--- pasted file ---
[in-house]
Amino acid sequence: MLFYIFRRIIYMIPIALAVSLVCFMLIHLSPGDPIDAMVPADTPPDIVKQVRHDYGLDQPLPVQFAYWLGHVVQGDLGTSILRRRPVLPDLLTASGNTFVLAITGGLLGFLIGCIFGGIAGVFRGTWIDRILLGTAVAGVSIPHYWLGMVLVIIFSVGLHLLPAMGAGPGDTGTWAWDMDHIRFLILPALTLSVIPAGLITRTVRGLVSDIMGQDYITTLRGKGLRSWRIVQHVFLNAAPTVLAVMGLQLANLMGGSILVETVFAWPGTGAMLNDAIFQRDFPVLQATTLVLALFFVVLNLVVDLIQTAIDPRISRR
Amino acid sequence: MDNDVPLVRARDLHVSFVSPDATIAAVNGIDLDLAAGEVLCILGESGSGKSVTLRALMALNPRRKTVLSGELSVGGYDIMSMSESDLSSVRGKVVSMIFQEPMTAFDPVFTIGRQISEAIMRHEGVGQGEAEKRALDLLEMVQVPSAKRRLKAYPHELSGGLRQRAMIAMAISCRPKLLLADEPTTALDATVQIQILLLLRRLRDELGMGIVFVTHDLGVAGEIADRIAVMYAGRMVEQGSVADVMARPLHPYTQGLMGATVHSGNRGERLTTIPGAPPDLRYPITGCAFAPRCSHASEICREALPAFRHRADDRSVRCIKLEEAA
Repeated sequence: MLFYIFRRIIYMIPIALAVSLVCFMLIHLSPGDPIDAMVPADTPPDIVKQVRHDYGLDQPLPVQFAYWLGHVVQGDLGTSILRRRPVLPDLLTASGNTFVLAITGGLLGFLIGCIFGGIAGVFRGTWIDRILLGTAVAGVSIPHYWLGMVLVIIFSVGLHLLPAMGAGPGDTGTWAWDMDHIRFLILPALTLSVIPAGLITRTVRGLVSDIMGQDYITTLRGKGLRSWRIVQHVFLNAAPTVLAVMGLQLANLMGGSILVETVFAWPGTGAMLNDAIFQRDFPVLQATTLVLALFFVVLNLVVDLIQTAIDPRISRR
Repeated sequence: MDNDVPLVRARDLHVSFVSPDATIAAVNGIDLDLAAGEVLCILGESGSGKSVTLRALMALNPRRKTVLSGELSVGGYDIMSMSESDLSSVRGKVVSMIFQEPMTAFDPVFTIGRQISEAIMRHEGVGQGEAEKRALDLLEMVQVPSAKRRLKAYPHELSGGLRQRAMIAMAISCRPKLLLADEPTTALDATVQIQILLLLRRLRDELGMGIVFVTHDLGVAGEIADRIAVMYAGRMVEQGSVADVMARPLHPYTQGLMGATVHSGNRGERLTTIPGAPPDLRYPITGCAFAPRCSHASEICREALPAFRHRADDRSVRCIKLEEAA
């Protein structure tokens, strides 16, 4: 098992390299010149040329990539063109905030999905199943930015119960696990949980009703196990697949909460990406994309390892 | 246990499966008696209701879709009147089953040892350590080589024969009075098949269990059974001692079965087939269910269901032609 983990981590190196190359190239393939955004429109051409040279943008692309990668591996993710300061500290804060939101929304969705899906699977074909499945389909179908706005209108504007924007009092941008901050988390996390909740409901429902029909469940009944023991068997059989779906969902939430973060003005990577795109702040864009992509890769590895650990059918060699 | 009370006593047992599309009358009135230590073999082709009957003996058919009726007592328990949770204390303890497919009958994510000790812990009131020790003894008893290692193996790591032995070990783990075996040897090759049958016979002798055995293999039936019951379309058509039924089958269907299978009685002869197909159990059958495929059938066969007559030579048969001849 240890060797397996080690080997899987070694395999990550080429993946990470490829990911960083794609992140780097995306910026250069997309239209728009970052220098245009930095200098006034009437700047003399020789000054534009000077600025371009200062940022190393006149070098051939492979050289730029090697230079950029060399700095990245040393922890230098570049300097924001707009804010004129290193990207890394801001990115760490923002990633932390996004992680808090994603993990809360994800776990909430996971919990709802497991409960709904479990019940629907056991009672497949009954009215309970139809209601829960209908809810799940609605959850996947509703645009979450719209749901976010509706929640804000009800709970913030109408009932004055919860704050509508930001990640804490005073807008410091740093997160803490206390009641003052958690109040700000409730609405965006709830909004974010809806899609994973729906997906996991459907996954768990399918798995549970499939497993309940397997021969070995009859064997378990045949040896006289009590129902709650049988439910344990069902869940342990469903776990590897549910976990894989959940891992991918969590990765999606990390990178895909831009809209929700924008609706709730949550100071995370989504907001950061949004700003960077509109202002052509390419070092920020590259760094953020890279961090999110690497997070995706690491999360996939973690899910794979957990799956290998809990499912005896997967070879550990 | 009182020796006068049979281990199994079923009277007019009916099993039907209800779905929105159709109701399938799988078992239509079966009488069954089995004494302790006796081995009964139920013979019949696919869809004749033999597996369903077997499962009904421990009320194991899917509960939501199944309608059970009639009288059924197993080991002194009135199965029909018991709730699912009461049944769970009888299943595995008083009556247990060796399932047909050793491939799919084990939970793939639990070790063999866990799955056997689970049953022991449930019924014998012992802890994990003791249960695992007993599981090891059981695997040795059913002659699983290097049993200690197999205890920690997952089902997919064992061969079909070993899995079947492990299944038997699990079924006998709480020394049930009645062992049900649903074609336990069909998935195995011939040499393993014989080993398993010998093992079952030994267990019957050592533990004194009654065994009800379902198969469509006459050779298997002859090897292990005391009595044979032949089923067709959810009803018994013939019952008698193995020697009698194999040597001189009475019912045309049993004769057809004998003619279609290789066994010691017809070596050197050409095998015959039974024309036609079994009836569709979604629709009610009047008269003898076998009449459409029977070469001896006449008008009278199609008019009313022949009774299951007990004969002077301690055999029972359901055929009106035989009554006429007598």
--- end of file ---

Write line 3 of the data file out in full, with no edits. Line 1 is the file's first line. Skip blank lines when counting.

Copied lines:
Amino acid sequence: MDNDVPLVRARDLHVSFVSPDATIAAVNGIDLDLAAGEVLCILGESGSGKSVTLRALMALNPRRKTVLSGELSVGGYDIMSMSESDLSSVRGKVVSMIFQEPMTAFDPVFTIGRQISEAIMRHEGVGQGEAEKRALDLLEMVQVPSAKRRLKAYPHELSGGLRQRAMIAMAISCRPKLLLADEPTTALDATVQIQILLLLRRLRDELGMGIVFVTHDLGVAGEIADRIAVMYAGRMVEQGSVADVMARPLHPYTQGLMGATVHSGNRGERLTTIPGAPPDLRYPITGCAFAPRCSHASEICREALPAFRHRADDRSVRCIKLEEAA